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Not From Around Here

“Hang on,” my friend Alissa said to me during a conversation over coffee on her couch. “I need to go take out the Herby Curby.”

I looked at her blankly.

“Did you just say… the Herby Curby?”

She looked at me blankly.

“Yeeesss…”

Then her eyes opened wide as she suddenly realized she needed to explain herself.

“Oh, right. That’s what we call trash cans – you know, those big ones that you take out to the curb? The Herby Curby?”

 

I had lived in Western Kentucky for a few months at that point, and this was the first – but not last – time I’d hear this. Come to find out, when that community first got curbside trash service, the waste disposal company had a commercial on local TV to explain to its new customers how to use the service, complete with a cartoon trash can named — you guessed it — Herby Curby.

While that continues to be one of my favorite stories from my move to Kentucky, after living — and serving — all over the country, I’ve realized that there are much more meaningful lessons that we have to learn from the different regions we’re in.

Michigan will always be home for me, but my spouse is an Army chaplain; thanks to the military I’ve lived in nine states in adulthood and have served churches in Kansas, South Carolina, Kentucky, and currently Texas. And what I’ve realized is that the differences in these regions runs far deeper than how much snow they get and what they call that stuff that comes in cans and bottles (which I will call “pop” until my last breath!).

Don’t get me wrong – I miss having roots. I miss having high school friends up the road, I miss my kids living near their cousins and grandparents. But there is something so valuable that comes from planting ourselves in communities and cultures that are not our own – even within the same country.

We clergy have a lot to learn from the churches we serve, particularly when they are outside our cultural comfort zone. That church in Kentucky not only taught me another way to refer to trash cans; they also taught me about being connected to the earth. They taught me about deep family connections, about being proud of your hometown unlike anywhere else I’ve been. They taught me about living out faith in friendships that last a lifetime.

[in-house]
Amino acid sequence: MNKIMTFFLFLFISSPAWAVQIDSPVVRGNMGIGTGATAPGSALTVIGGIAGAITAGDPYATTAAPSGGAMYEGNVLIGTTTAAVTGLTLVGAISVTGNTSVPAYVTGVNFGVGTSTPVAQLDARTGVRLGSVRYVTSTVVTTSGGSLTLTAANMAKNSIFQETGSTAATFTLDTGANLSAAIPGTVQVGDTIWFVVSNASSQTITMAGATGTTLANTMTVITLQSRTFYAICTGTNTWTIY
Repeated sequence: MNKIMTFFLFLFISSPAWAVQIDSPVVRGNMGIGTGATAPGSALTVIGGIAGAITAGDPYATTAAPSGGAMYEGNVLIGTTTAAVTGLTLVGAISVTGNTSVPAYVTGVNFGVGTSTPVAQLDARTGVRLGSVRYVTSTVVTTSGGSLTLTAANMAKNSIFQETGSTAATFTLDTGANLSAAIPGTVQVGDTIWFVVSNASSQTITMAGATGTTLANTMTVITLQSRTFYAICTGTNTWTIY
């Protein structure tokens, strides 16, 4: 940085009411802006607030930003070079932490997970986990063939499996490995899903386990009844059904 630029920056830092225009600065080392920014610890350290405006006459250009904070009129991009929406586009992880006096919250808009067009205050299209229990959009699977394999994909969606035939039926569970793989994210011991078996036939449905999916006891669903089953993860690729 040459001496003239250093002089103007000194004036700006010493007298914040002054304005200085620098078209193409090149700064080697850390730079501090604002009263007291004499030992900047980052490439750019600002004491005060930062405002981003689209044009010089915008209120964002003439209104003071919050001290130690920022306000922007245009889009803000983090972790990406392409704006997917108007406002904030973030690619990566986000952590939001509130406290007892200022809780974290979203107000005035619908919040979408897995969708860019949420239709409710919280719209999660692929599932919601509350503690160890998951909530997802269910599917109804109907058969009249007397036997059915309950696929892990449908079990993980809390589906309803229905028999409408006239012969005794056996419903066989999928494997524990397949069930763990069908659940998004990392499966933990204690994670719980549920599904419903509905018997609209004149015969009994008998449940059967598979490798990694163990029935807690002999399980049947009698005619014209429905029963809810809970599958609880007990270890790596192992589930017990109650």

It is a sacred call to be able to experience a culture different from one’s own, not just cohabiting the same space but breaking through the differences into the fabric of a collective identity. As my path and each church’s path intersect, all of our past experiences make us who we are. I showed up to Texas a different person than I showed up to Kentucky, because Kentucky was in my blood. I showed up to Kentucky a different person than I showed up to South Carolina, because South Carolina was in my bones. We breathe in the history and culture of one place, and breathe out who we are becoming.

As I reflect on what I’ve learned, these are some of the ways I’ve come to approach new communities:

Approach regional differences from a posture of listening. It takes some cultural humility, to listen and learn about what’s important in a community. I currently serve in San Antonio, and the community here has a deep and rich connection to honoring the past. Tell them about your home, yes… but really listen to them share about theirs. Listen to their stories not just of their family history, but the community history. If people are still giving directions referring to a corner store that hasn’t been there in 30 years, ask about why that store was so important… then hear their answers.

Do your own research! Yes, listen to the stories told over potluck casseroles and sweet tea… and also do some reading on your own about the historical roots of that area. Visit the city or county museum. Subscribe immediately to the hometown paper, listening to “the story beneath the words” of how they tend to think, feel, and act. Are there books written about the area, or published authors from there? Acquaint yourself with those works!

Integrate and appreciate, but don’t appropriate. While every place I’ve lived becomes a part of who I am, and it’s important to not talk like “an outsider,” it’s also important to honor that you are not from there… especially when matters of deep identity and pride arise. This is even more important if you are serving a population that has been historically marginalized and you don’t share that identity.

Have fun with it! While not every region has Herby Curbies, every place does have its own quirks, and it can be a lot of fun to laugh and learn about them!

Moving to a new area always carries uncertainty — but when we’re open to learning from them, we become better people and better ministers.

Now please excuse me, I have to go take care of my Herby Curby…

 

 

 

What I Learned in My First Year in Ministry

Standing in my living room surrounded by church members, I put my hand on a small group leader’s shoulder and anointed her with oil. I watched as tears welled up in her eyes. It was a moment I’ve thought about as I’ve reflected on my first year of ministry, one of the many meaningful experiences I’ve had. I am glad I have memories like these to think back on. Ministry is not easy. I have found ministry to be a mixed bag of frustration punctuated by moments of grace and growth. As I look back on the first year, I’ve learned many lessons, some easier than others. Below you’ll find six of the most important.

Sexism in the church is real. Practice creative problem solving.